Solar power system has a bright future
Solar panels erected on poles with tracking mechanisms manage to follow the sun's path during the day and produce more energy than a stationary rooftop panel.
But a nanotechnology researcher in Madison aims to one-up today's conventional tracking technology.
Following nature's lead, Hongrui Jiang studied the sunflower and came to develop a nanocomposite that can follow the sun because, like the flower, it responds to the light -- and heat -- the sun gives off.
The goal is to mimic nature's inner workings to help boost energy output and, ultimately, reduce the cost of producing power from the sun.
"We know the sunflower and other plants, either their leaves or their flowers or both, can move along with the direction of the sun to get higher lighting perception," Jiang said.
The results of his research were recently published in the journal Advanced Functional Materials and mentioned in the journal Nature.
But an interest in solar energy drove him to consider a nanotech alternative that mimics the sunflower's tracking abilities.
"Solar has a bright future, but there are many challenges that need to be solved before it can have a greater impact," he said.
Researchers are looking at a variety of ways to boost the output from solar power to help bring the costs down. The Department of Energy has funded a variety of research projects, though not Jiang's, through a SunShot initiative to make solar power cost-competitive by 2020.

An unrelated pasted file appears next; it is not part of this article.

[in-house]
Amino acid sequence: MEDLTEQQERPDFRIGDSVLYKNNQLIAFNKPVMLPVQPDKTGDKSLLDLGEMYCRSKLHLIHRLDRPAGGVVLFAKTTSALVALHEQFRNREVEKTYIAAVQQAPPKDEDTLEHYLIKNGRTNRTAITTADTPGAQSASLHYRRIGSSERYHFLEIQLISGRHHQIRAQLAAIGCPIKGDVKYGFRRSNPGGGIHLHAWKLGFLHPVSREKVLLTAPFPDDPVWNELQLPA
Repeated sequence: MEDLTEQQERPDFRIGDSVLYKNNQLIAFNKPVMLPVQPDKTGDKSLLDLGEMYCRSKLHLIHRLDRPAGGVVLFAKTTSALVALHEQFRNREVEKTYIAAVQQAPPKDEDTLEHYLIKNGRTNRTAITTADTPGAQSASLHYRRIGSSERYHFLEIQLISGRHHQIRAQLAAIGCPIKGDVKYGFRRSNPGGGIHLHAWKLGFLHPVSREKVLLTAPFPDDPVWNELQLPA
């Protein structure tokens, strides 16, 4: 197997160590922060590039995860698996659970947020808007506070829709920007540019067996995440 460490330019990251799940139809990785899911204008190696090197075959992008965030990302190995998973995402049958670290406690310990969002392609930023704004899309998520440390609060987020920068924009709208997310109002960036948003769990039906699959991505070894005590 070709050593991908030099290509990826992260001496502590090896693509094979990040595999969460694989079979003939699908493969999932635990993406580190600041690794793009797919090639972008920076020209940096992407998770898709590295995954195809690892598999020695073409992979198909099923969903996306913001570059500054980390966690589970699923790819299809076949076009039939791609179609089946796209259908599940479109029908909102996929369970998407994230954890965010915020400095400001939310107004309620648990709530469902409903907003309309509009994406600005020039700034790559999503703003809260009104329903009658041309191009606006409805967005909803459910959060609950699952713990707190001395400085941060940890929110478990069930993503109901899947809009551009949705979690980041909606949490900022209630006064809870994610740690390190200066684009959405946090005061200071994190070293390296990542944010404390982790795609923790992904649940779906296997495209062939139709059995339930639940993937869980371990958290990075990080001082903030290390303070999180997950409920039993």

The polymer-based system Jiang's team has developed uses carbon nanotubes in combination with a liquid crystalline elastomer to absorb light. The movement of the solar system would take place as heat generated by the sunlight prompts the polymer to contract.
The difference from conventional solar tracking systems is that the nanotech system would function more automatically than today's trackers, which require motors and gears to shift panels' direction toward the sun during the day. Those motors and gears require energy, reducing the net output from the solar panels.
"Carbon nanotubes have a very wide range of absorption, visible light all the way to infrared," Jiang said. "That is something we can take advantage of, since it is possible to use sunlight to drive it directly."
The next step in the process, with an eye toward commercial development, would be to deploy the technology at a larger system than the small contraption Jiang's team assembled and tested on campus in Madison. Jiang is a professor of electrical and computer engineering and head of the UW Micro-Nano Sensors and Actuators Lab.
His nanotech lab is focused on micro-mechanical systems, with a focus on "micro-optical systems that are inspired by nature."
"There is lots of research to get the material better, more responsive, more sensitive to light, stronger and more robust so that it can be used for 30 to 50 years," he said.
Go to tinyurl.com/nanosunflower to see a video on the research.